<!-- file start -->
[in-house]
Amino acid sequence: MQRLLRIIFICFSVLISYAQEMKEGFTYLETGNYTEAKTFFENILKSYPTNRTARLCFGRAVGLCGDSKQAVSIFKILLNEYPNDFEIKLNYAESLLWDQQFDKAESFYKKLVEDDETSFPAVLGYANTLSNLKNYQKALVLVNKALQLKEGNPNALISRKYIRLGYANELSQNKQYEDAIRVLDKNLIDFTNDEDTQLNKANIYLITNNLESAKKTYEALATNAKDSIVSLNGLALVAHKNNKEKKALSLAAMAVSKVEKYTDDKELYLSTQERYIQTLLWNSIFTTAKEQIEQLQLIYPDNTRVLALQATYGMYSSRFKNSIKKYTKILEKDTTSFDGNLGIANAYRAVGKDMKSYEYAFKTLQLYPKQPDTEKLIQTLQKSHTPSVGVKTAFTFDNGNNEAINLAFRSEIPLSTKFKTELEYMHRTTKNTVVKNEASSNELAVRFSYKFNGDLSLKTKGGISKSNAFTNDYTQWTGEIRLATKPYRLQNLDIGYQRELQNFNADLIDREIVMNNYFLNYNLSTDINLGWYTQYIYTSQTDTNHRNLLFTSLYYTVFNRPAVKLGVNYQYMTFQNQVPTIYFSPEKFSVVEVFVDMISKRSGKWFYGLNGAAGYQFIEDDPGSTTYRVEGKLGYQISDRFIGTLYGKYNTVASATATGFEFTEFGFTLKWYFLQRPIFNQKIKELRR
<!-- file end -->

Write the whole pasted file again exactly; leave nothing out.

[in-house]
Amino acid sequence: MQRLLRIIFICFSVLISYAQEMKEGFTYLETGNYTEAKTFFENILKSYPTNRTARLCFGRAVGLCGDSKQAVSIFKILLNEYPNDFEIKLNYAESLLWDQQFDKAESFYKKLVEDDETSFPAVLGYANTLSNLKNYQKALVLVNKALQLKEGNPNALISRKYIRLGYANELSQNKQYEDAIRVLDKNLIDFTNDEDTQLNKANIYLITNNLESAKKTYEALATNAKDSIVSLNGLALVAHKNNKEKKALSLAAMAVSKVEKYTDDKELYLSTQERYIQTLLWNSIFTTAKEQIEQLQLIYPDNTRVLALQATYGMYSSRFKNSIKKYTKILEKDTTSFDGNLGIANAYRAVGKDMKSYEYAFKTLQLYPKQPDTEKLIQTLQKSHTPSVGVKTAFTFDNGNNEAINLAFRSEIPLSTKFKTELEYMHRTTKNTVVKNEASSNELAVRFSYKFNGDLSLKTKGGISKSNAFTNDYTQWTGEIRLATKPYRLQNLDIGYQRELQNFNADLIDREIVMNNYFLNYNLSTDINLGWYTQYIYTSQTDTNHRNLLFTSLYYTVFNRPAVKLGVNYQYMTFQNQVPTIYFSPEKFSVVEVFVDMISKRSGKWFYGLNGAAGYQFIEDDPGSTTYRVEGKLGYQISDRFIGTLYGKYNTVASATATGFEFTEFGFTLKWYFLQRPIFNQKIKELRR